Gravity Rush 2


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ESRB Rating




Bob Hoose

Game Review

Sometimes being a video game hero is as simple as tumbling awkwardly off the nearest digital rooftop. Or at least that’s what Gravity Rush 2 would suggest.

This new PS4 exclusive is a popular Japanese game that continues the adventures of a young woman named Kat. Now, this waifish gal doesn’t look like someone who might run out to beat down dark creatures and baddies. (In fact, her skimpy costume makes her look like she’d be most comfortable sporting a swimsuit on the cover of a teen mag.)

But it turns out she’s what’s called a Gravity Shifter. Thanks to the mystical and mysterious aid of her pet cat, she can defy the earth’s tug and take flight.

Up, Up and … Watch Out!

That ability makes Kat a superhero, of sorts, for her little downtrodden community. But she doesn’t up-up-and-away like, say, Supergirl. No, Kat’s power simply allows her to shift gravity’s pull and kinda sorta, um, fall in whatever general direction she wants to go. That means she tumbles tail-over-teakettle through the air, often landing face- or backside-first at her destination of choice.

To be completely factual, though, Kat isn’t just a tumbling thug-thumper in this exotic Asian world of floating cities and growling fiends. She wears a lot of hats. In the course of her quests and relationships, this friendly girl can take on the role of a local salesperson, a newspaper deliverer, a private eye, a part-time journalist, a miner, a firefighter and more.

All of that just adds to the oddness of this sprawling, visually impressive game. You’re never quite sure whether you should meet lots of people and enjoy the colorful milieu and its many mini-game-like side quests, stand up for little guys against the ruling powers that be, or get back to heroically throwing yourself up into the air to smash monsters.

That’s not to suggest that this fantasy game, with its comic book-like story panels, isn’t creative. It is. And I’m not saying that there isn’t an abundance of anime slam-bam in the mix, either. There’s plenty of that, too. It’s just that all of it is tossed at you in such an unexpected tumbling way, much like Kat herself.

From Fights to Formfitting Frocks

I should note that the combat side of things is dynamic, destructive and, well, a little dizzying, too. The camera spins and swirls while following the various mid-air moves and attacks Kat can uncork. There are normal punches and kicks—that you pretty much never use—and some gravity-enhanced stuff, too. Lunar Style, for example, lets Kat leap, run and toss nearby debris as if she were in the light gravity of the moon. Jupiter Style, meanwhile, slows her down as she bears the weight of many gravities, but it also means that her blows land with crushing force.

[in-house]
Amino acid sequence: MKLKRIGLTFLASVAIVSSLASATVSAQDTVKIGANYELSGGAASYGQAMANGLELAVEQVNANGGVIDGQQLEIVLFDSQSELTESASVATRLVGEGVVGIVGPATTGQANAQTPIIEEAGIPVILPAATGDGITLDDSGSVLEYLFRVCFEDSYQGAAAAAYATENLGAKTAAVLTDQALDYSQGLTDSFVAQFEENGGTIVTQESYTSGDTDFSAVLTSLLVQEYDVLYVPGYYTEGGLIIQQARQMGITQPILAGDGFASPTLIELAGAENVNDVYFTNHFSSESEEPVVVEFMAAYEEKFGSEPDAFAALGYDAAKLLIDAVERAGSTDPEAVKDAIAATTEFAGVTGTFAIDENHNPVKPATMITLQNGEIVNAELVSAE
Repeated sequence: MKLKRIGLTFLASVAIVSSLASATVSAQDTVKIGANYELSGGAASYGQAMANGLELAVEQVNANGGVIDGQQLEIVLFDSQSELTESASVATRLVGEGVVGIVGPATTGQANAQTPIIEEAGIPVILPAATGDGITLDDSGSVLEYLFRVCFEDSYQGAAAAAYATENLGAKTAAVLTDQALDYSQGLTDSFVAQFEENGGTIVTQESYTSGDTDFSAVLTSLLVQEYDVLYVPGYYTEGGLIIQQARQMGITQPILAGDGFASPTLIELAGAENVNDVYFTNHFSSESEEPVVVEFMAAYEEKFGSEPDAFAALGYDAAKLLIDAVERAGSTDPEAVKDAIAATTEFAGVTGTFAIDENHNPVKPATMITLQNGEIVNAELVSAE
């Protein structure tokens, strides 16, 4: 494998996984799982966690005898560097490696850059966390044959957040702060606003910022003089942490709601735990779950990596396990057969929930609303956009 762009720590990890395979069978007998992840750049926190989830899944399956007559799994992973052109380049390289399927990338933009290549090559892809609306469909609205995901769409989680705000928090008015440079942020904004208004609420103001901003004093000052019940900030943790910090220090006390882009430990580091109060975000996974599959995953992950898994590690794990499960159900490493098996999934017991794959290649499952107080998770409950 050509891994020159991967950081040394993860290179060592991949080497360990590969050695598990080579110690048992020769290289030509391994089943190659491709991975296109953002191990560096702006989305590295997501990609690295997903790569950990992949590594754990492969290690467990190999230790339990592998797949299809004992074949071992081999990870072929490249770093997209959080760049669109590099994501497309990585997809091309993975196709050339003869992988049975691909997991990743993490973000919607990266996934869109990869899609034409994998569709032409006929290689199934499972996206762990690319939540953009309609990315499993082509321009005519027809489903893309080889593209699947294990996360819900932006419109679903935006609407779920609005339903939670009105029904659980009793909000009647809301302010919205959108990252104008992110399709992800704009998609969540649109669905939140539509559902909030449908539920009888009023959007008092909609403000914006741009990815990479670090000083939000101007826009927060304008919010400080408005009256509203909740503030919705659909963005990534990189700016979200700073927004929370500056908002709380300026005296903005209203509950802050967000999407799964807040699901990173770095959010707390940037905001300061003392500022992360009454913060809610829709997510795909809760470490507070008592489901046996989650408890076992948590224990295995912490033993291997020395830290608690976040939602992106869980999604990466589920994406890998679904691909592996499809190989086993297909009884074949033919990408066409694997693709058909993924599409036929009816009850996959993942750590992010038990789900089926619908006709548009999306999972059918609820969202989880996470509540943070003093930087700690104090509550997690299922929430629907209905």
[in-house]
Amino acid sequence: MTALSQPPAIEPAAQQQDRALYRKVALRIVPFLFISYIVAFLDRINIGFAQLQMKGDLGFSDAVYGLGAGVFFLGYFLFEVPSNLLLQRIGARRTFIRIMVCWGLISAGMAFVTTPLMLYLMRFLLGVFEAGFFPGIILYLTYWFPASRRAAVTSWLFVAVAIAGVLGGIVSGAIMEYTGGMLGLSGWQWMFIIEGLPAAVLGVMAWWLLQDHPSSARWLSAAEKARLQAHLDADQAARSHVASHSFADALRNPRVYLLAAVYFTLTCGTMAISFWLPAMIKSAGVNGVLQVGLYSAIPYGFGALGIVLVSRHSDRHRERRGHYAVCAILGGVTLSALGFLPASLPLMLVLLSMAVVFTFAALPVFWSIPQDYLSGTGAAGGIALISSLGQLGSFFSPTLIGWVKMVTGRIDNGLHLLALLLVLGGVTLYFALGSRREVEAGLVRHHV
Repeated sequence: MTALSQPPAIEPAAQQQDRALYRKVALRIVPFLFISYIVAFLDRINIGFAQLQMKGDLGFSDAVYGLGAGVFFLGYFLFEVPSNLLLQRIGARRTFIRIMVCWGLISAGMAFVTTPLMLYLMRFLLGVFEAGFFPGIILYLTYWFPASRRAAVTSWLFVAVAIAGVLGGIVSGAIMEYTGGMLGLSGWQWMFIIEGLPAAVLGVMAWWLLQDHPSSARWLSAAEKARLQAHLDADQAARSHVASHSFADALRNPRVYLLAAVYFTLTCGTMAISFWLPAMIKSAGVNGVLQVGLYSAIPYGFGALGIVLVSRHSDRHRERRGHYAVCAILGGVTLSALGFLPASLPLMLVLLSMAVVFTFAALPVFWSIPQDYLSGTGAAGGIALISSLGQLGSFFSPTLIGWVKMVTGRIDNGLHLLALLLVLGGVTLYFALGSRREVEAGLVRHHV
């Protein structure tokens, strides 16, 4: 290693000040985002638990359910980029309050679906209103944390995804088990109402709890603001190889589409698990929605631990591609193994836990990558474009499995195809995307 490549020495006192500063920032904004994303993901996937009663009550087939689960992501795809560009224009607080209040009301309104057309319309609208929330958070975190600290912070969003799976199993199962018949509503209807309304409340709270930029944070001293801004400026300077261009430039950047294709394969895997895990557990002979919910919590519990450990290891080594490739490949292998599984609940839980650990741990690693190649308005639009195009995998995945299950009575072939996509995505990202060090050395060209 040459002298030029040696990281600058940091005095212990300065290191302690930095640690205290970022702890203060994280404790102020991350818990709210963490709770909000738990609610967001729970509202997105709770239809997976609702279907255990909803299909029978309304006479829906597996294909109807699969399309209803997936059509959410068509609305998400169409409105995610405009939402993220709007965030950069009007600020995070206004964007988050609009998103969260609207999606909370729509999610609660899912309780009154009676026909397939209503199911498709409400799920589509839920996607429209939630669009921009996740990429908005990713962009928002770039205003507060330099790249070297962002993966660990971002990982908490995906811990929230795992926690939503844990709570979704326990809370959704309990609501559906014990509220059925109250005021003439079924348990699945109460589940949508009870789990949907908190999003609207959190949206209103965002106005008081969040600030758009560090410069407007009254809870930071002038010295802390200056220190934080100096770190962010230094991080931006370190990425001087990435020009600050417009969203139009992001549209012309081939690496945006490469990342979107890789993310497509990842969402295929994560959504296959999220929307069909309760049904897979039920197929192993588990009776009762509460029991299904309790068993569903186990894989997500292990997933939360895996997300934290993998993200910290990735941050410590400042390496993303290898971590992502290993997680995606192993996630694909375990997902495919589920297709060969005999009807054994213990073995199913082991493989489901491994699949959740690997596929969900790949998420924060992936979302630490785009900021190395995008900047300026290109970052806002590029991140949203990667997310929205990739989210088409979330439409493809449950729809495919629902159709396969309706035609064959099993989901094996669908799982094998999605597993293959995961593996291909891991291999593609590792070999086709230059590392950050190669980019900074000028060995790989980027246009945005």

There’s no real blood and guts in the T-rated mix here, except for a cutscene or two that depict impaled people with some bloodstain on their clothes. But as Kat and her powered-up compatriots slam into the likes of giant mechs that shoot lasers and organic monstrosities that range from colossal demon-like thingies to living cities, there’s plenty o’ peril and pummeling to plough through.

Parents won’t have to worry about any foul language in this Japanese-with-English-subtitles game. And though Kat’s creature-filled world and pet-linked powers are definitely part of some kind of Eastern fantasy existence, the source of this quasi-spiritual reality is never explored or explained.

That said, players will find some heavy drinkers staggering about. And many of the women here, including Kat herself, don’t have any problem strolling around in formfitting, cleavage-and-midriff baring getups that don’t leave much to the animated imagination.

In the end, then, Gravity Rush 2 is a lot like its heroine Kat: It’s appealing, colorful and inviting, but it has enough odd, off-kilter stumbles to keep it from landing solidly on its feet.

Bob Hoose
Bob Hoose

After spending more than two decades touring, directing, writing and producing for Christian theater and radio (most recently for Adventures in Odyssey, which he still contributes to), Bob joined the Plugged In staff to help us focus more heavily on video games. He is also one of our primary movie reviewers.

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